Gotta go, gotta go right now
A television commercial says that when you've got to go, you gotta go right now!
But there is gotta go, and there is the low wail that reaches a crescendo that threatens to put the urge in past tense like "went right then."
The strident tone of the commercials, of course, is an adult thing, offering relief for embarrassing overactive bladders.
But there is also that low moan that reaches a crescendo. It may or may not be about a problem bladder, especially if it's coming from a 4-year-old riding in the back seat of his grandfather's car.
"O-o-o-o-o, Tom-Tom, I've got to go to the bathroom," my namesake, Wright, alerted me while we were stalled in Atlanta's rush hour traffic.
"We will be home in a few minutes, Buddy," I said, hoping he would act like an adult and thank me politely and say that he could wait that long.
"O-o-o-o-o-o, Tom-Tom, I've really got to go," he responded.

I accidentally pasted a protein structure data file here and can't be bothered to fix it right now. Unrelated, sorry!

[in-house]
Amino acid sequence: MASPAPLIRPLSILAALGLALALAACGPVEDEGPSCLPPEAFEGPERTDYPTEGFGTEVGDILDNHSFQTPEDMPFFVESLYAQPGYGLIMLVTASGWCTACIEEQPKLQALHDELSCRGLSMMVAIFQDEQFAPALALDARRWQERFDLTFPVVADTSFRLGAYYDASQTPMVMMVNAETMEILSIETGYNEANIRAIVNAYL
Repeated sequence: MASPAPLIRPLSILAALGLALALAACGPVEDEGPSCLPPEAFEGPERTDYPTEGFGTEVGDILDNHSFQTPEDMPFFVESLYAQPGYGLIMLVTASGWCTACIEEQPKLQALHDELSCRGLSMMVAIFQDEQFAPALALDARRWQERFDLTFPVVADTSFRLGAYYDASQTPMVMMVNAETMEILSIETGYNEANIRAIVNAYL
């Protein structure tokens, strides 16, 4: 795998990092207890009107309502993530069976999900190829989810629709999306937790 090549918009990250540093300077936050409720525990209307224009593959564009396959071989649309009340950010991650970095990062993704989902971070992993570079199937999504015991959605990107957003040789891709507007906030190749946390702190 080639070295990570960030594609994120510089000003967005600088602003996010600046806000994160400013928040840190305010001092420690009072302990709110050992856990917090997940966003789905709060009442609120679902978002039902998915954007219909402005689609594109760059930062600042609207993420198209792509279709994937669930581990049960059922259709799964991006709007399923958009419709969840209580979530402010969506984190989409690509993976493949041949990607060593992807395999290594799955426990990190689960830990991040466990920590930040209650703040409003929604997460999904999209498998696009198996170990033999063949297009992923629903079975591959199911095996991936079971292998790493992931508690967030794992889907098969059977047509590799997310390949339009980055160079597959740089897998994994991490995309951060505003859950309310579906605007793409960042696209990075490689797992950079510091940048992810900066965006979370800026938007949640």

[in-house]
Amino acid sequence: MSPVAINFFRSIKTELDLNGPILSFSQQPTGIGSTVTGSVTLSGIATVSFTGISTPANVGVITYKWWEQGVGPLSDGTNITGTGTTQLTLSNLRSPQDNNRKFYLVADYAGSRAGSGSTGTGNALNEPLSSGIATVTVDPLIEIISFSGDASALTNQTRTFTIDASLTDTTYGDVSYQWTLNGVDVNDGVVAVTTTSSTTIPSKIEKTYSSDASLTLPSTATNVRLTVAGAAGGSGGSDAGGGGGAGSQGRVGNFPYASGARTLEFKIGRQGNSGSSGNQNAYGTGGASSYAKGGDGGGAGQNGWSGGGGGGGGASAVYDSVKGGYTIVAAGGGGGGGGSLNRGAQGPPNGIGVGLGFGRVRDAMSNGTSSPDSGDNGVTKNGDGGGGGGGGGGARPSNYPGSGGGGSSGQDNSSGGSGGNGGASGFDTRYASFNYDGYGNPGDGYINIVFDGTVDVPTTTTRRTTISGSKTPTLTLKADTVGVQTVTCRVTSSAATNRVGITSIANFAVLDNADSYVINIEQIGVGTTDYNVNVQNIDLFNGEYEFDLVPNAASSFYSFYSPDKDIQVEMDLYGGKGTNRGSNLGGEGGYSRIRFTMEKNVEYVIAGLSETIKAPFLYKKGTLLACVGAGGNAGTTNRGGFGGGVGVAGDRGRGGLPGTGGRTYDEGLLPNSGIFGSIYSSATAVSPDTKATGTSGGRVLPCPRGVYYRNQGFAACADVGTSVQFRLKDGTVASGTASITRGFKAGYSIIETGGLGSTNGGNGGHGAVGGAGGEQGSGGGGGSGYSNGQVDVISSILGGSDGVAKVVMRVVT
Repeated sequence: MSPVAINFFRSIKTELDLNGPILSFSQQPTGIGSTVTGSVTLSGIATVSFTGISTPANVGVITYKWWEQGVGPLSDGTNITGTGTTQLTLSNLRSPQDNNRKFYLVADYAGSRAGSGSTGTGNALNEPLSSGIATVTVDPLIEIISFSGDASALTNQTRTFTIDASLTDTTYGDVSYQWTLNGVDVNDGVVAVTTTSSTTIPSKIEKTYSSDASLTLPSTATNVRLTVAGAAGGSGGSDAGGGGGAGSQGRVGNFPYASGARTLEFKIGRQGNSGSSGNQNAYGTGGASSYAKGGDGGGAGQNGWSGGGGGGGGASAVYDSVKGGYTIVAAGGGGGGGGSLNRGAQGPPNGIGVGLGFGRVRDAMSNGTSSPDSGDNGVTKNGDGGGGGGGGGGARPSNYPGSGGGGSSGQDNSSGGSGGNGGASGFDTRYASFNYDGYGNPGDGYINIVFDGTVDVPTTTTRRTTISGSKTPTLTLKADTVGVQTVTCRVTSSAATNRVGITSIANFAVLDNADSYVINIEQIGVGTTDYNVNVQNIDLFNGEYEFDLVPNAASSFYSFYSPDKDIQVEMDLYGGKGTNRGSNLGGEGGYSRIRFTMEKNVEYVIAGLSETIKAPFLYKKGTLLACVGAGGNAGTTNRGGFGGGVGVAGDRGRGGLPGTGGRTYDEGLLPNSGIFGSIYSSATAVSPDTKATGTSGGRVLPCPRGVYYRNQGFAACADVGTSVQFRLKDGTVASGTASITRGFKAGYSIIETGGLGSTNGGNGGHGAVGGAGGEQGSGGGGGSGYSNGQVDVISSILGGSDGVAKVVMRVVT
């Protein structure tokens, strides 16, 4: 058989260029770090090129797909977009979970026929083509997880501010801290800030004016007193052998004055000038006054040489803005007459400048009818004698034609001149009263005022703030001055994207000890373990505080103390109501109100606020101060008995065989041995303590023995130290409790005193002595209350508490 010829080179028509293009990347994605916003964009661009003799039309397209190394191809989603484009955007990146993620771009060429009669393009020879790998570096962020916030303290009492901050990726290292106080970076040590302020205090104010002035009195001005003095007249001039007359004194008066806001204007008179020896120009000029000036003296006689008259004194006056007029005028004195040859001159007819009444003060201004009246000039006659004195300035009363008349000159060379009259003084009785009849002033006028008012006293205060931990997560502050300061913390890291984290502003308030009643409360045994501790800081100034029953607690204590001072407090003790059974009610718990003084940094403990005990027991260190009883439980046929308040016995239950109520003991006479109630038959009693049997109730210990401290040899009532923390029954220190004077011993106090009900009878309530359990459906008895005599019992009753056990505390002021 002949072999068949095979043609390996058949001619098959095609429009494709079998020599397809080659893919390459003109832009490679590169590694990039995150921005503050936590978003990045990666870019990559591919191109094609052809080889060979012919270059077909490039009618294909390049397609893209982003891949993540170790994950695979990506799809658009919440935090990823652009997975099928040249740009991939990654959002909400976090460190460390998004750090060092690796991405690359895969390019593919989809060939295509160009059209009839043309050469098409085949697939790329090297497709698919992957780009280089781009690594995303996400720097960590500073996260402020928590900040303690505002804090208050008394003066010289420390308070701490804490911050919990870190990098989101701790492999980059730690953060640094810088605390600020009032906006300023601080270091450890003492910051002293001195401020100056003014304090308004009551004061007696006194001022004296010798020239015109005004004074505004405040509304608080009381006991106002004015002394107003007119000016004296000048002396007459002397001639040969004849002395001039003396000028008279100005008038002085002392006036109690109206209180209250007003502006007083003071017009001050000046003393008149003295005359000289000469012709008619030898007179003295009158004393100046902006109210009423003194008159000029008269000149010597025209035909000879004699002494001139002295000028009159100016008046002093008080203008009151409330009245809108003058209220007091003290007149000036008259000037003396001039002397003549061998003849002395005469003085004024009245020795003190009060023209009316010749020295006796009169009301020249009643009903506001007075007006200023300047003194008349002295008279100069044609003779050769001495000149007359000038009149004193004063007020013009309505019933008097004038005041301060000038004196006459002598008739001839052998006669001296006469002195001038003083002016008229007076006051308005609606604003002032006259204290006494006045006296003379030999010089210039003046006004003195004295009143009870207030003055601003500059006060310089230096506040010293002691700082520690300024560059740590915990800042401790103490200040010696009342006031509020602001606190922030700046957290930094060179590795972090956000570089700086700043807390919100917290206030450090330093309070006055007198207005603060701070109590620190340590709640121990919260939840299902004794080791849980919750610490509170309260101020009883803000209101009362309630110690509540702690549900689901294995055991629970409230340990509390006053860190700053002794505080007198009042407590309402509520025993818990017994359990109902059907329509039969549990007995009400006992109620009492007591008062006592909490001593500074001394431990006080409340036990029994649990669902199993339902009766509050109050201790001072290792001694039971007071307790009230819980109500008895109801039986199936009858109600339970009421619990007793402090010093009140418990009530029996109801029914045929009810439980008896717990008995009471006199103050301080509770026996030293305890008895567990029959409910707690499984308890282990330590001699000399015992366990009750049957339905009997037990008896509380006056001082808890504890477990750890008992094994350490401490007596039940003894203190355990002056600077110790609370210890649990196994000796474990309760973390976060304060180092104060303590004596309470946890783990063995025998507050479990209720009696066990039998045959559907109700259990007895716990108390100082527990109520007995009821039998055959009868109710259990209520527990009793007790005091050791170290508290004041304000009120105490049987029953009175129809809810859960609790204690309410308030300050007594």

"Hold on, Buddy, hold on," I said, looking over to Regina for help.
"I can't help you here," she said, with just a bit of sick humor.
"I can't wait, Tom-Tom," he said.
"Aw, Wright, we're just about there," I said, fudging the time and distance while thinking of the resale value of an otherwise clean LeSabre, if he didn't wait.
His younger sister, Emma Grace, sitting beside him understood his predicament. She's been there.
"Hold on to my big toe," she said, as she jutted her leg toward him.
I didn't look in the rearview mirror to see if he did because this wasn't a time for laughing.
I credit the toe, only because we made it to the next-exit Burger King without Wright going, but still wailing that going was imminent.
"I've got to potty, too," Emma Grace said, as we unhitched them from their car seats.
"I don't remember having to deal with things like that when our girls were small," I said to Regina.
"That's because we had girls, and you were on another planet," she replied.